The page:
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June 16, 2009

Hunch Debut and Decision Making

Last month we saw the rollout of Wolfram Alpha, a computational knowledge engine (not a search engine, thank you very much). Today we see the rollout of Hunch.com, which is a decision-making engine.

The notion is that if Hunch can find out a few things about you, it can match you to a known profile, and help you make decisions by telling you what other similar people would choose.

So, you open a free account at Hunch. You answer a few questions about yourself. The questions are phrased categorically - for instance, they don't ask Do you live in Pittsburgh, in Allegheny County, or in Beaver County? They ask, City, Suburb, Rural?

Hunch asks you a few questions and develops a shallow profile of you. Every time you visit, Hunch asks you a few questions, generally in the this or that format that Optometrists use. For instance, the question: Do you prefer Fiji Water or Evian Water? tends to separate Republicans and Democrats. Every time you visit, Hunch's understanding of your profile gets a bit deeper, and theoretically the advice it gives you on decision making becomes more valuable.

Why are they providing this service for free? Are these altruists? From the FAQ: Some of Hunch's decision result pages display links to external sites, and some of those sites share with us a percentage of any purchases made by Hunch users. So if you ask for advice on insurance, you may end up seeing a Geico ad.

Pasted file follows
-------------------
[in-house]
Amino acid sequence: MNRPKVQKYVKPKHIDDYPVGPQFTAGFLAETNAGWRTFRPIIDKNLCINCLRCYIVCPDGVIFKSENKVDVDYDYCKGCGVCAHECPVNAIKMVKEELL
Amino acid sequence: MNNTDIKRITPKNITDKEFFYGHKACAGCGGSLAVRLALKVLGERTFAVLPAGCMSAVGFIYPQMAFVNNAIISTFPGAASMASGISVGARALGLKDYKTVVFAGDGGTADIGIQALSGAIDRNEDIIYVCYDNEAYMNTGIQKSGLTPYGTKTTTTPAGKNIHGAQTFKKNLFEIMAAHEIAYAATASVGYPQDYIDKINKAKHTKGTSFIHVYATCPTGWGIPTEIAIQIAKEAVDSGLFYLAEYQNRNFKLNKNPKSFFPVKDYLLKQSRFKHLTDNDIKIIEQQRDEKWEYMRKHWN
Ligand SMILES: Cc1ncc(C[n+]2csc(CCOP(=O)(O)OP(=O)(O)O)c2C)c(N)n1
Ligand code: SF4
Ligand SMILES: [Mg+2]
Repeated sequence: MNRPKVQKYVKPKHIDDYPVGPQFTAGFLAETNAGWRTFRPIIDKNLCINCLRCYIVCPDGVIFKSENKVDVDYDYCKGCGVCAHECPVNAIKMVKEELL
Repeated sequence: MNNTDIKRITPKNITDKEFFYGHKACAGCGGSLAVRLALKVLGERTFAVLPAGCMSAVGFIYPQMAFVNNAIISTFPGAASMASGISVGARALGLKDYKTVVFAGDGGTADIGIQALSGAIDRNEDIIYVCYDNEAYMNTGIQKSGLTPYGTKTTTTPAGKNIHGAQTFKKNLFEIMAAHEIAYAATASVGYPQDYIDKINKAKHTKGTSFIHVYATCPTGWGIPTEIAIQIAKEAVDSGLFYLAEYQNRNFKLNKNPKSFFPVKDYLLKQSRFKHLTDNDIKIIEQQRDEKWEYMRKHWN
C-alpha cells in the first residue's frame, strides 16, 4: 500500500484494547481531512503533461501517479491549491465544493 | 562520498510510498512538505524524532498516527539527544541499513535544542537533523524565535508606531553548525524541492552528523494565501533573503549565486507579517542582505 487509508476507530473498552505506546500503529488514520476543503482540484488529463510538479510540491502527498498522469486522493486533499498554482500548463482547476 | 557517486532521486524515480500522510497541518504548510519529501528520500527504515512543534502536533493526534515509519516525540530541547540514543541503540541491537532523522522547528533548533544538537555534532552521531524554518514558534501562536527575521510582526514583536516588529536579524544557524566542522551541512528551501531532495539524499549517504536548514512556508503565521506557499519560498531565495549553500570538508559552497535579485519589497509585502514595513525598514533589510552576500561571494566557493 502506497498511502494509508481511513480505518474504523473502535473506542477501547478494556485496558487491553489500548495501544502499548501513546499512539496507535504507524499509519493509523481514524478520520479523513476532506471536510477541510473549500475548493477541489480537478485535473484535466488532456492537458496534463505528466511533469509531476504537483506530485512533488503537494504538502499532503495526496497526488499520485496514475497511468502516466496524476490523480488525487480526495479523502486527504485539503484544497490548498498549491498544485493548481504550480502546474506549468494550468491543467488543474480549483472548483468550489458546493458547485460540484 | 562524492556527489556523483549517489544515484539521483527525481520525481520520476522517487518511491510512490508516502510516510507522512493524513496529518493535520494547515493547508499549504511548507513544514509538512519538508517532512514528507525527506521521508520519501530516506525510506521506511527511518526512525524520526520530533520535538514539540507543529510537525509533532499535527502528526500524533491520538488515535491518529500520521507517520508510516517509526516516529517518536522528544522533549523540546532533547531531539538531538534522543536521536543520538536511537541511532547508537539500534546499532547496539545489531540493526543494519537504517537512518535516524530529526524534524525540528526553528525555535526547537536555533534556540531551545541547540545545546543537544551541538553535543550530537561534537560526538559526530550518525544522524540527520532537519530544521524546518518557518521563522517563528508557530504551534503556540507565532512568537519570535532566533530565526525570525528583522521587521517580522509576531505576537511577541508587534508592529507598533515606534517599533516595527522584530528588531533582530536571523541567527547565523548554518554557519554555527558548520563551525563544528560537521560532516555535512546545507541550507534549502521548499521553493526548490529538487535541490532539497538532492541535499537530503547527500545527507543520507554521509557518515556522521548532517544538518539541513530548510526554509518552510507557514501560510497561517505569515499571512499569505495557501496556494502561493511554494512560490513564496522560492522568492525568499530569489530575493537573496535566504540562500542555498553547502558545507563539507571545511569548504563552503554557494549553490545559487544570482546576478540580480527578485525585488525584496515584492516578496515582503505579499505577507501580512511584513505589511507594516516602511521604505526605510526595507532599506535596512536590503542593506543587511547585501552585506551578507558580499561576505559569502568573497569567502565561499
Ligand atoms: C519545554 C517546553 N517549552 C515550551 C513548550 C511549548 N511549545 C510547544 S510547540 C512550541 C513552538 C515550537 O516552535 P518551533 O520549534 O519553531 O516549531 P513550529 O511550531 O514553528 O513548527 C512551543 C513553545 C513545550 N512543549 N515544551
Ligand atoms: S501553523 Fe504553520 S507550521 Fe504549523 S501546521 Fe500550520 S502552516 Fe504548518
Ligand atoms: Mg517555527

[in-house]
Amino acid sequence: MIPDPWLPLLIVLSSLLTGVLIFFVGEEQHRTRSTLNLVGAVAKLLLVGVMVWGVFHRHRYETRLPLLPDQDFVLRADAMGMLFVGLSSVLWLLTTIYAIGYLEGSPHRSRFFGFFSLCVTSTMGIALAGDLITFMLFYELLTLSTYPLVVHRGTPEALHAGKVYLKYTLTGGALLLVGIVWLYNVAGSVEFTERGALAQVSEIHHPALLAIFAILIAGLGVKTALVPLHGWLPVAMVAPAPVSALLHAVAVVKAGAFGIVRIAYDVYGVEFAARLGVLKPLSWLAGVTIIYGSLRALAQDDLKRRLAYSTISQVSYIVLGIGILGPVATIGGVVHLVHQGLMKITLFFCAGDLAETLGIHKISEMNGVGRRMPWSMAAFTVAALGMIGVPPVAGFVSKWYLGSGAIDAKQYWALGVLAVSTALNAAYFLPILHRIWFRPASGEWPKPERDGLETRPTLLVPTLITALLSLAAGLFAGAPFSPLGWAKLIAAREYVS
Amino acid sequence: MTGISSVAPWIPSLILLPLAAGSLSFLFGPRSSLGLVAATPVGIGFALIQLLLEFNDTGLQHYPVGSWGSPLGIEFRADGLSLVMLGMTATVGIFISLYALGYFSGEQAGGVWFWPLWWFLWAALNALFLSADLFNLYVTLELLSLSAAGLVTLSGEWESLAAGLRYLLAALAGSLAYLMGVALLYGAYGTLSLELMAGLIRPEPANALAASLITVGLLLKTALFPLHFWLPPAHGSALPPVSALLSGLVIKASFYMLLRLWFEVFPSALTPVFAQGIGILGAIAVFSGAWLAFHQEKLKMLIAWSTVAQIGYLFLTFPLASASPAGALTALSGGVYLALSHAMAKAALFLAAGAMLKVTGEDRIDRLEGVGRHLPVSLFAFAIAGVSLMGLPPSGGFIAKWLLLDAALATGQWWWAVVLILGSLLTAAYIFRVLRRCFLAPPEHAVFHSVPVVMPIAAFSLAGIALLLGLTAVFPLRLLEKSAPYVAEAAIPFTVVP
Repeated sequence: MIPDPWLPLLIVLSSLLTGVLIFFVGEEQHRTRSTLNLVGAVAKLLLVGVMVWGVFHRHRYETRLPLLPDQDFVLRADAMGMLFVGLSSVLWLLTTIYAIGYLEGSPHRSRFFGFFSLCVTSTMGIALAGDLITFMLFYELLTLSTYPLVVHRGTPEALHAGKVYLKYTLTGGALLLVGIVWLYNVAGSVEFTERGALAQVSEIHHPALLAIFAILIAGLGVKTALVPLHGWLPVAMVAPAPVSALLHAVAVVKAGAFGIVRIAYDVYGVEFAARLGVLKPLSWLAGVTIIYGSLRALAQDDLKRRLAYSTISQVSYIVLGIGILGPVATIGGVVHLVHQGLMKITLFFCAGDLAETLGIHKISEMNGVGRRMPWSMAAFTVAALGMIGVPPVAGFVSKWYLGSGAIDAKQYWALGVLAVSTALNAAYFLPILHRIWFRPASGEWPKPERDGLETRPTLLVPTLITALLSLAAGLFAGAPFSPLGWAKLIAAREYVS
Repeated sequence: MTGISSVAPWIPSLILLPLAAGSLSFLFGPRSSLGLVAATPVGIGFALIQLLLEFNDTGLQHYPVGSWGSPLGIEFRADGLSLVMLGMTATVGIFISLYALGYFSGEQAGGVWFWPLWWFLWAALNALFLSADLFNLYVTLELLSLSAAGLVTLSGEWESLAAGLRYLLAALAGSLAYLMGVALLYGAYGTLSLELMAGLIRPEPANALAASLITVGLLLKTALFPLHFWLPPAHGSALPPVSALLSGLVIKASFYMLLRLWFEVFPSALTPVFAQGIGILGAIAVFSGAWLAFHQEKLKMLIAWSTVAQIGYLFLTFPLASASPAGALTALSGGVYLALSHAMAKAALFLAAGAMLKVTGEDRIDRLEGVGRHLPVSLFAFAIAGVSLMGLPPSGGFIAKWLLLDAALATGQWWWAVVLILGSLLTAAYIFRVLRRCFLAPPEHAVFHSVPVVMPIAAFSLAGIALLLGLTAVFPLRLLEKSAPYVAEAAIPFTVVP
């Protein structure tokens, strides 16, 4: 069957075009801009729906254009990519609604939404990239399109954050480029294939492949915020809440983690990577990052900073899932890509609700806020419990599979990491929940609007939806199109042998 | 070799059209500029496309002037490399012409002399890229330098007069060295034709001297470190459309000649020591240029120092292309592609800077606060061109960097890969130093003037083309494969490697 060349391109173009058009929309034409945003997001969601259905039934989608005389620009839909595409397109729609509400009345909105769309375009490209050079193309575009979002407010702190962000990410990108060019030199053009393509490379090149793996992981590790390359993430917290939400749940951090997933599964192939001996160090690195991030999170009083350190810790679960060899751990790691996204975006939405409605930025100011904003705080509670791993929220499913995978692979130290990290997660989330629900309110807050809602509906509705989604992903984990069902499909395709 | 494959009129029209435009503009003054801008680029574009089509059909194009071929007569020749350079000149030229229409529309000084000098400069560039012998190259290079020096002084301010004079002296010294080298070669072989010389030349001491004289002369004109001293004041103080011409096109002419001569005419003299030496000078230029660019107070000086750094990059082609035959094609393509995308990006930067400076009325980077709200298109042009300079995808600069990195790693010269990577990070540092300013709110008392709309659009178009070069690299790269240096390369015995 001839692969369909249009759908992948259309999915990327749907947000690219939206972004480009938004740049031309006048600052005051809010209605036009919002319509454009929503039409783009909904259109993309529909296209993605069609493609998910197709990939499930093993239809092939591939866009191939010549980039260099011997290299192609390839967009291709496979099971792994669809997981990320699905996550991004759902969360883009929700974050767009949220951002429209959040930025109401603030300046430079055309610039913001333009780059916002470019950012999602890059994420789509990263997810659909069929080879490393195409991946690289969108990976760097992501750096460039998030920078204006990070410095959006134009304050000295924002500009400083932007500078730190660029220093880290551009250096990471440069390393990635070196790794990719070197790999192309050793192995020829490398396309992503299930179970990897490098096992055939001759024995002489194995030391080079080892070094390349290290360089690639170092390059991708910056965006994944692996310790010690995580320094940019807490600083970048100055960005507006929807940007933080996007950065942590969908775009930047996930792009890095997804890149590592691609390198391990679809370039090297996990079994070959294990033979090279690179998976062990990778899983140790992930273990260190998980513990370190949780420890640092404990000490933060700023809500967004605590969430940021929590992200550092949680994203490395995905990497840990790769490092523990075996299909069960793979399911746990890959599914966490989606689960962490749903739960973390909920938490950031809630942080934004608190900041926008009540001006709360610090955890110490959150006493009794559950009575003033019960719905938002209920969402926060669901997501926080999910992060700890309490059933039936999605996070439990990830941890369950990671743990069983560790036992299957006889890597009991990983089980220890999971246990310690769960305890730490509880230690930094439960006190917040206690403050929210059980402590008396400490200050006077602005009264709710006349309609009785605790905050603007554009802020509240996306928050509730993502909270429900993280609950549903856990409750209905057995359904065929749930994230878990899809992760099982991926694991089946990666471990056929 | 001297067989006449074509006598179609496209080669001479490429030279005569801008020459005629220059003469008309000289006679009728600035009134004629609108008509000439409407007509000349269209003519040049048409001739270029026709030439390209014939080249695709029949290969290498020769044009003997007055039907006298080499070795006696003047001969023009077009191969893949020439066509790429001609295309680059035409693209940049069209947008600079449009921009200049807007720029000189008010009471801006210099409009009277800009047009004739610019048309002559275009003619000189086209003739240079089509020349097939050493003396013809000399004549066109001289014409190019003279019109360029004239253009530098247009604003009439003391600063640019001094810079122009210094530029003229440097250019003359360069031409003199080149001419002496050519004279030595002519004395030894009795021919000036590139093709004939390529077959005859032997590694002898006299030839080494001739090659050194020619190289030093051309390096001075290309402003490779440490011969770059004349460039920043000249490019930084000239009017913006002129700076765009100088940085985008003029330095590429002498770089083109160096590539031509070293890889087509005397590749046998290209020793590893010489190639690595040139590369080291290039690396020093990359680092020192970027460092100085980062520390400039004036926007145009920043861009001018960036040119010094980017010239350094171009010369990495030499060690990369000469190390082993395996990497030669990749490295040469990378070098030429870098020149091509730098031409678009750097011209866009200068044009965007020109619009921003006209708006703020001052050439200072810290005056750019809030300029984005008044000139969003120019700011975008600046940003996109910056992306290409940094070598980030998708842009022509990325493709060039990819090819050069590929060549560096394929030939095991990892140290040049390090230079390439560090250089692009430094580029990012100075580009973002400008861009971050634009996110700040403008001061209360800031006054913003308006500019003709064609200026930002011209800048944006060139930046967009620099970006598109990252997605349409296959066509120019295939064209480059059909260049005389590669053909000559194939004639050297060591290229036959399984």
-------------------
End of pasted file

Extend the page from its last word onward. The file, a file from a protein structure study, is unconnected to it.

But the real point of the exercise is predictive analysis. This is how Amazon recommends a book and a music CD when you sign in. I've always wished that Amazon had a button for "I'm shopping for somebody else" so that when I'm shopping for Punk Nephew Billy-Bob, it doesn't skew the recommendations it makes for me.

The Hunch team has taken concepts from machine learning and applied them to human decision making, which is really a clever reversal of the usual process.

Predictive analytics needs a huge amount of information, and a large amount of interactions, to develop a neural net. Every time you interact with Hunch and get advice, you offer feedback - was this good advice or bad? Over a million operations, Hunch figures out how to give better advice next time. It's an idiot savant that needs us to teach it.

Once we teach it, it will be an extremely valuable property. That's why Hunch is offering you help - it needs you to teach the beast. Once the beast has enough transactions to get "smarter" and smarter, it'll be able to tell what you're statistically likely to decide, which is generally an economic decision - and there's a lot of money to be made in predicting economic decisions.

I've got a Hunch about this. (sorry)

Also: one of their key people is Pittsburgher (and Flikr co-founder) Caterina Fake. (wiki)




1 comments:

Anonymous said...

Not to be pedantic, but do they actually say they're using a neural net anywhere?

Neural nets were all the rage in CS about a decade ago, but have definitely fallen out of favor since then. The primary concern is that the damn things are totally inscrutable (in that their finished product looks totally arbitrary), and that the ability to learn an arbitrary function given exponential time is shared by other, less inscrutable, methods.

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